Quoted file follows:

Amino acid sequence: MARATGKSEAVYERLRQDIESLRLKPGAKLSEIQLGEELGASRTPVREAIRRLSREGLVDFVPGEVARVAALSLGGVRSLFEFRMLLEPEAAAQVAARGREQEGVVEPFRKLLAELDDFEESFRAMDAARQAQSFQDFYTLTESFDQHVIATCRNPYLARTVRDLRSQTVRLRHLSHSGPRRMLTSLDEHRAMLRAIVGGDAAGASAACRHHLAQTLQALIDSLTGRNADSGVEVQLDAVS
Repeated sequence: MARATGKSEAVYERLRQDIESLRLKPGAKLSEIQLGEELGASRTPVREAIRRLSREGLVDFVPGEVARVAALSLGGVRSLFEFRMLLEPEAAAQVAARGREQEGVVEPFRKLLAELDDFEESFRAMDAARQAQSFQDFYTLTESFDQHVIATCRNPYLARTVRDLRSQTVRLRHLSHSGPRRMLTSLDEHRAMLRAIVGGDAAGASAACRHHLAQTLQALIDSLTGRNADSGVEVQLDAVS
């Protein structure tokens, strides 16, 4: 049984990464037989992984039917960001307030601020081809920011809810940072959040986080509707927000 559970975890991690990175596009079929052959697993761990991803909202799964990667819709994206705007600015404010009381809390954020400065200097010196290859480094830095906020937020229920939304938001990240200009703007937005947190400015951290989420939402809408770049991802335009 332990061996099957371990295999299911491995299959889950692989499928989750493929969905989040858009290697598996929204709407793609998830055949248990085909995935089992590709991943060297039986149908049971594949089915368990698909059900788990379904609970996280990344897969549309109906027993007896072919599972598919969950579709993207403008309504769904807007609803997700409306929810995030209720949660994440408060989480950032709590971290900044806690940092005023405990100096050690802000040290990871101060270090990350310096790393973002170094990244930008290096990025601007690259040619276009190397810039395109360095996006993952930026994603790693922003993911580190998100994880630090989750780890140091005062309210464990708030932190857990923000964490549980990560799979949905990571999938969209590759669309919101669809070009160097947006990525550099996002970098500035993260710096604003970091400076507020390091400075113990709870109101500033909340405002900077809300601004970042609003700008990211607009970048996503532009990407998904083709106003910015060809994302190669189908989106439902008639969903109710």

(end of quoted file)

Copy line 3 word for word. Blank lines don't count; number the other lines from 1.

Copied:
């Protein structure tokens, strides 16, 4: 049984990464037989992984039917960001307030601020081809920011809810940072959040986080509707927000 559970975890991690990175596009079929052959697993761990991803909202799964990667819709994206705007600015404010009381809390954020400065200097010196290859480094830095906020937020229920939304938001990240200009703007937005947190400015951290989420939402809408770049991802335009 332990061996099957371990295999299911491995299959889950692989499928989750493929969905989040858009290697598996929204709407793609998830055949248990085909995935089992590709991943060297039986149908049971594949089915368990698909059900788990379904609970996280990344897969549309109906027993007896072919599972598919969950579709993207403008309504769904807007609803997700409306929810995030209720949660994440408060989480950032709590971290900044806690940092005023405990100096050690802000040290990871101060270090990350310096790393973002170094990244930008290096990025601007690259040619276009190397810039395109360095996006993952930026994603790693922003993911580190998100994880630090989750780890140091005062309210464990708030932190857990923000964490549980990560799979949905990571999938969209590759669309919101669809070009160097947006990525550099996002970098500035993260710096604003970091400076507020390091400075113990709870109101500033909340405002900077809300601004970042609003700008990211607009970048996503532009990407998904083709106003910015060809994302190669189908989106439902008639969903109710």